As a counselor or therapist using a strengths-based approach with your youth clients, it is important that you also explore your own character strengths. Which strengths do you activate in counseling children and how does the expression of those strengths impact the counseling session? For example, how can your strength of hope help your client see the positive side to a negative situation? Can you use curiosity to make them feel valued and validate their thoughts?
While we all have the 24 character strengths in different degrees, there are particular character strengths that are especially important to lean into when working with children.
• Authenticity/honesty- children are especially sensitive to whether or not adults are being honest and straightforward with them. They can feel manipulated or managed when adults skirt the truth.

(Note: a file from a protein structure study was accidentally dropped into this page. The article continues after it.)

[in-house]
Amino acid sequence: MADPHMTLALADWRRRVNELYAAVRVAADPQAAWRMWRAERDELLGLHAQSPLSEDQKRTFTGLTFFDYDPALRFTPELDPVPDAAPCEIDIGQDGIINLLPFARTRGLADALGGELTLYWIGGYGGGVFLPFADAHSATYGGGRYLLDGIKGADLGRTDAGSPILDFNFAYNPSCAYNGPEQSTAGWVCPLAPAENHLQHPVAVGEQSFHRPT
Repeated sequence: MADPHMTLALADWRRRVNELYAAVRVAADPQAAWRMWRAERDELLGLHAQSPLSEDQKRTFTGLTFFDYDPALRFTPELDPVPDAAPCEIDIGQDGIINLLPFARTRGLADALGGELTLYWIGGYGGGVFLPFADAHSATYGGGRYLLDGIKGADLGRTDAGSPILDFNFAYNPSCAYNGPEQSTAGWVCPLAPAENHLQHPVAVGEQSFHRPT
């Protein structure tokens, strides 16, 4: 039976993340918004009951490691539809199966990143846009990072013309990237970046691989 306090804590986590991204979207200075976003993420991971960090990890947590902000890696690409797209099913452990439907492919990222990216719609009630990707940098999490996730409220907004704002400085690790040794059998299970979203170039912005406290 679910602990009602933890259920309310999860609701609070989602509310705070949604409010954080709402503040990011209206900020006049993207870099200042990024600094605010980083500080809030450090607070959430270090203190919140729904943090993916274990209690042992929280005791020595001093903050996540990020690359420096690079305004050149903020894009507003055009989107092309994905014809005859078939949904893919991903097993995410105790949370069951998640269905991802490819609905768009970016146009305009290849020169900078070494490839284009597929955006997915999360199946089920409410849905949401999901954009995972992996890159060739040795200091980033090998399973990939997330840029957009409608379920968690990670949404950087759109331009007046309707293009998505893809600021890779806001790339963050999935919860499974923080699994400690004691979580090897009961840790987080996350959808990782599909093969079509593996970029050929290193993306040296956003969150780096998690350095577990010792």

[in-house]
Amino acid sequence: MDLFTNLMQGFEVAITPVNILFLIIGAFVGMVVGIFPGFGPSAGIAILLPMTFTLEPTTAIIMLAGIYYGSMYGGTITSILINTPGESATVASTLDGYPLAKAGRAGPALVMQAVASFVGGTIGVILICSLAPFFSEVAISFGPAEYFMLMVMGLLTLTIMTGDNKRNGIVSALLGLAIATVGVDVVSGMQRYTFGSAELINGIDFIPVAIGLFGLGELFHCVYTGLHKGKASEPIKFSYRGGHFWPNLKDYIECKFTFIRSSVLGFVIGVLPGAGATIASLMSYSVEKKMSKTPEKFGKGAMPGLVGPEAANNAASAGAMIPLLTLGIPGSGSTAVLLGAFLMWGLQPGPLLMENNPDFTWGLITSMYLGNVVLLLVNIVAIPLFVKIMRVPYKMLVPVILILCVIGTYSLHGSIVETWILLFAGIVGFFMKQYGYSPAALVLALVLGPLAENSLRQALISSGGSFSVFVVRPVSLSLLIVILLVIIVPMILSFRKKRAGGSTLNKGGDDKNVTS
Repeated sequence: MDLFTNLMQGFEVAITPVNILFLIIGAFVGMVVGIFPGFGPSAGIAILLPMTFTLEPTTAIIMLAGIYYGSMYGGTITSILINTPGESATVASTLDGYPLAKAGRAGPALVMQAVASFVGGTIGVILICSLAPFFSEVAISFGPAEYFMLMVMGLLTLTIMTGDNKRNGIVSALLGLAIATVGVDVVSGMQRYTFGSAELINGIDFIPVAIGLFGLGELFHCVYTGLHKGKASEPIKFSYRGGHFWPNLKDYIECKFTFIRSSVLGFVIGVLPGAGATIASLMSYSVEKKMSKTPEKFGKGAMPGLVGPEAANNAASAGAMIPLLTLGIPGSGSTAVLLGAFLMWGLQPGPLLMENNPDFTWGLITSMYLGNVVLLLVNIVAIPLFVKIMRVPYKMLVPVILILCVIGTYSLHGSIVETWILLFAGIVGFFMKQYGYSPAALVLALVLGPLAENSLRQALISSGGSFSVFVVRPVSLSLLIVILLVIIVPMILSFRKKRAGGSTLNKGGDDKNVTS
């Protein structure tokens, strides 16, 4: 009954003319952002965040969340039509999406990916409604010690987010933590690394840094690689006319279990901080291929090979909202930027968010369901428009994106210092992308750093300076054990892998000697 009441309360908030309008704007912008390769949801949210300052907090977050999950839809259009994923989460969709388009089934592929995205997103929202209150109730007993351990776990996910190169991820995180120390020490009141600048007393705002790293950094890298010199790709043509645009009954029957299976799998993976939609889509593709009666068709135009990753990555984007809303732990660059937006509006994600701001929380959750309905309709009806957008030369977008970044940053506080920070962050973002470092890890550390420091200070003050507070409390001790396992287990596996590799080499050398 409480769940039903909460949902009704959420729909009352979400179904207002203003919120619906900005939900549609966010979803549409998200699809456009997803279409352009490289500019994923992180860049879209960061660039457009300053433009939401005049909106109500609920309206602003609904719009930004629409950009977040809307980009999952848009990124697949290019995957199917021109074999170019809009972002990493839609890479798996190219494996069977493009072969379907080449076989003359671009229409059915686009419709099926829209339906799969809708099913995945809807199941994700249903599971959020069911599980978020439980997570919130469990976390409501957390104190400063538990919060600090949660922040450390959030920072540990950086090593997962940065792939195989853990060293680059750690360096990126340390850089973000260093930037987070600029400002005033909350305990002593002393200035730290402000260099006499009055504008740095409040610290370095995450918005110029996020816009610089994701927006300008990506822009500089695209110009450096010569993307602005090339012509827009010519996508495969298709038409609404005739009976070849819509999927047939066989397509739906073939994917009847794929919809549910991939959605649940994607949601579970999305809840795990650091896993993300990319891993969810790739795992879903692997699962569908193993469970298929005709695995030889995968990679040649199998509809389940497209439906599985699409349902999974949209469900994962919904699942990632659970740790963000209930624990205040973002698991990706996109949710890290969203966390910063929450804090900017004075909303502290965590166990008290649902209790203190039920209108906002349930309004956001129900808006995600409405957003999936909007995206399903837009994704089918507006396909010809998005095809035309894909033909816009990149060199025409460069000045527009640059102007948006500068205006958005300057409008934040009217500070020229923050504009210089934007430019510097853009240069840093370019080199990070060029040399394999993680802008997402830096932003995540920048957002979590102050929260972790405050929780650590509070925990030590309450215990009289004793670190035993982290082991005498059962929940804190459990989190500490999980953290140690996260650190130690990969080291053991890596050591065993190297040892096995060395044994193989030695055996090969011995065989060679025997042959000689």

• Kindness- Expressing compassion helps children feel heard, understood and accepted. This conveys caring and concern and can pave the way to self-forgiveness.
• Social Intelligence- Reading and responding to nonverbal and verbal cues of the child can help facilitate communication and move treatment forward.
• Perspective- Children can become narrowly focused when they are distressed or unhappy. It can be difficult to see the forest through the trees. Having the ability to expand the frame around problems can help children begin to gain perspective for themselves.
• Self-control- It’s important to provide space for children to work through issues and find their own solutions and strategies. This requires holding back on giving advice or readily offering solutions.
• Humor- Humor and playfulness can ease the tension when talking is difficult or strained. It also takes the weight off the subject matter.
If you bring forth these 6 strengths, and consciously infuse your top strengths into your client interactions, you will be well-equipped to help them activate their own unique strengths.